) and in 1953 for Best Musical Score (from "The Five Thousand Fingers Of Dr. T"
Hollander returned to Germany in 1956, where his music enjoyed a revival, presented in sprightly cabaret revues in Munich and Berlin. He continued to compose for musicals and wrote the score to the 1959 film, "Das Spukschloss im Spessart."
Although best known for his musical work, Hollander also wrote several books: his autobiography "Von Kopf bis Fuss: mein Leben mit Text und Music"
(1965); "Ich starb an einem Dienstag"
(1972); "Ärger mit dem Echo"
(1972); and "Die Witzbombe und wie man sie legt"
(1972). Notably, his first novel, "Those Torn From Earth"
(1941, written in English) was posthumously translated and published in Germany (by the Weidle Verlag
) in 1995 as "Menchliches Treibgut."
For Hollander's lasting contributions to German Culture, he was awarded the Schwabinger Kunstpreis and in 1959 the Bundesverdienstkreuz (Order of Merit of the Federal Republic of Germany).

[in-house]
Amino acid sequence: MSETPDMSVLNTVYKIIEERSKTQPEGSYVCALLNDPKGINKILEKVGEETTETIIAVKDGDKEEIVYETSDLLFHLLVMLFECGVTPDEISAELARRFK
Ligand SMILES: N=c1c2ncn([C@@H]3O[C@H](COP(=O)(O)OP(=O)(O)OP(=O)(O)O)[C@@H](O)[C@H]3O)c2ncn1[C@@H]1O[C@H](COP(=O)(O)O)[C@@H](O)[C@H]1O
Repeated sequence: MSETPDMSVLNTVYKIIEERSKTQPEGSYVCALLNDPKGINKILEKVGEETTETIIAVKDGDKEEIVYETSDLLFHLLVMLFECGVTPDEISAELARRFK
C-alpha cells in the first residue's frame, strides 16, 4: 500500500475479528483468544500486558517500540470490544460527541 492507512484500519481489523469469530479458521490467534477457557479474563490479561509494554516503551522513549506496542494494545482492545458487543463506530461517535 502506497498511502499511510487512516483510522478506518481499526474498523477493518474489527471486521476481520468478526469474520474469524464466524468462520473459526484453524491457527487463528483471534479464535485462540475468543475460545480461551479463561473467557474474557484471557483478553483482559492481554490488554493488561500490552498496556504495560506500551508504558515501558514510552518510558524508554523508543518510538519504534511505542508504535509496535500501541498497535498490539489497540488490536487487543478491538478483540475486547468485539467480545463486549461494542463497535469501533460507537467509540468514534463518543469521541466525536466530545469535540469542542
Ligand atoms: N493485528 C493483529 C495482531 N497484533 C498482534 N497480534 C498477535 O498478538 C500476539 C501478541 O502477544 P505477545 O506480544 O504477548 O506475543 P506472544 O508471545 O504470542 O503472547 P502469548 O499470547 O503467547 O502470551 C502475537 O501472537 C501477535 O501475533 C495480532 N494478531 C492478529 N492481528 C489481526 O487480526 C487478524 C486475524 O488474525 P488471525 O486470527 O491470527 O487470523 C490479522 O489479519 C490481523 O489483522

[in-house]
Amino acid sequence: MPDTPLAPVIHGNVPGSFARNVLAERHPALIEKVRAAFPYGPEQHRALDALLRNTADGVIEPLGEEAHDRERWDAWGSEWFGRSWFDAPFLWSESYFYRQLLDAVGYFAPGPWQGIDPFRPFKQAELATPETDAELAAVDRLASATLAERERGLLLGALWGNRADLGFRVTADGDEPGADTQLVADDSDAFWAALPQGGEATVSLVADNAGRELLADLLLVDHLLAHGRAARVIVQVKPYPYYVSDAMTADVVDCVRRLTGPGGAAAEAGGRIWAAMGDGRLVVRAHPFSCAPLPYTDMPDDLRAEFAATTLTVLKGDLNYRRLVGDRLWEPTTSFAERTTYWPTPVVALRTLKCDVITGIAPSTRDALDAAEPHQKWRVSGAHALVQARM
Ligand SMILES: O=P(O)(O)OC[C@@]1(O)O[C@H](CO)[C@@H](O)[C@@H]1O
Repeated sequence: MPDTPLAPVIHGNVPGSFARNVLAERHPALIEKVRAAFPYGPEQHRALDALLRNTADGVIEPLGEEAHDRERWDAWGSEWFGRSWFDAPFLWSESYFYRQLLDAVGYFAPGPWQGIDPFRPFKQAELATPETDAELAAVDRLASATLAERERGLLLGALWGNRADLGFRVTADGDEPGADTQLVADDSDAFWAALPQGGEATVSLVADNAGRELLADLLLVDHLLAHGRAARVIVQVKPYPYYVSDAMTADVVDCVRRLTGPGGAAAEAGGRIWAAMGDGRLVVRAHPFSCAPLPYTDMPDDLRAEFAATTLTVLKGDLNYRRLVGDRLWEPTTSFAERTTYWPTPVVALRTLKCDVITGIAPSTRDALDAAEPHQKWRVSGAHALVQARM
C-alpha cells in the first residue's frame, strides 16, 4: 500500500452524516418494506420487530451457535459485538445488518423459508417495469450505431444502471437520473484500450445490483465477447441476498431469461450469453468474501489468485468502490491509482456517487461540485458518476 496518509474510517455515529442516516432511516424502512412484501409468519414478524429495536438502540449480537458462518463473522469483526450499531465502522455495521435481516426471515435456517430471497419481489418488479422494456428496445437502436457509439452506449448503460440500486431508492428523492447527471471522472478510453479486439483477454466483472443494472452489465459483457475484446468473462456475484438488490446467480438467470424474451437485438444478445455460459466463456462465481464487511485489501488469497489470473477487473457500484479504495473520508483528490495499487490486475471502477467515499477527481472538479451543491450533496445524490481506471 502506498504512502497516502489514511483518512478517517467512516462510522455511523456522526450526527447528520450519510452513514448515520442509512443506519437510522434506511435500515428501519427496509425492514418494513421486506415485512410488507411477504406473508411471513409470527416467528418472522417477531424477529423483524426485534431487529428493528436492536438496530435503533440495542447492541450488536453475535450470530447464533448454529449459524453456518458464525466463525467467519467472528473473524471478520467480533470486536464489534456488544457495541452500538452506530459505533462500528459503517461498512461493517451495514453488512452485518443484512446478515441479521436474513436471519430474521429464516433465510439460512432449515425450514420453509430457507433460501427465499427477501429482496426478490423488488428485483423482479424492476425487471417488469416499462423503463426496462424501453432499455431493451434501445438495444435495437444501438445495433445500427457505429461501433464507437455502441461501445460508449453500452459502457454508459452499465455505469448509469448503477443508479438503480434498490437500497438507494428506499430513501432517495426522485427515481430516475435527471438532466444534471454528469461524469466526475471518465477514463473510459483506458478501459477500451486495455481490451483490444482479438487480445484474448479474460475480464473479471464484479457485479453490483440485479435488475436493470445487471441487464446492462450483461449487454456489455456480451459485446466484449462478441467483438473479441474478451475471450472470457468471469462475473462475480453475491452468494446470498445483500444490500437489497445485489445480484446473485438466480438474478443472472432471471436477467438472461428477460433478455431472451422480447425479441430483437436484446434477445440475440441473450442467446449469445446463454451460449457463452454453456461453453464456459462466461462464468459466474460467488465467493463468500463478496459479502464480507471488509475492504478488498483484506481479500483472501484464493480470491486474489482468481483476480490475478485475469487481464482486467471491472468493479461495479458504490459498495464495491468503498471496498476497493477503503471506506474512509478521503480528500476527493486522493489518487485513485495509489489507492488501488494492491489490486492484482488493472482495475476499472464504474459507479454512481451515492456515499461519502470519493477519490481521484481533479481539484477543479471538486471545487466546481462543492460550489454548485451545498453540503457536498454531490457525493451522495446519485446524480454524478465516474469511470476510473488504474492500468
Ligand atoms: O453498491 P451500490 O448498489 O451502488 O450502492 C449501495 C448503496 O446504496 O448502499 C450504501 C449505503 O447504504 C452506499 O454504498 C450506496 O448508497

Art imitated life for Hollander once again when director Billy Wilder (for whom Hollander had scored the 1948 classic "A Foreign Affair") nostalgically cast his longtime friend as the singer/bandleader in an East German night club in the 1961 film "One, Two, Three." Later in life he remarried two more times. Hollander passed away in Munich, Germany on January 18th, 1976, just short of his 80th birthday. Thirty-six years later, Germany again honored one of its greatest composers by posthumously dedicating a square in Hollander’s name in the center of Berlin, named "Friedrich Hollaender Platz".
To this day, his timeless music continues to be performed and recorded throughout the world.
-- Melodie Hollander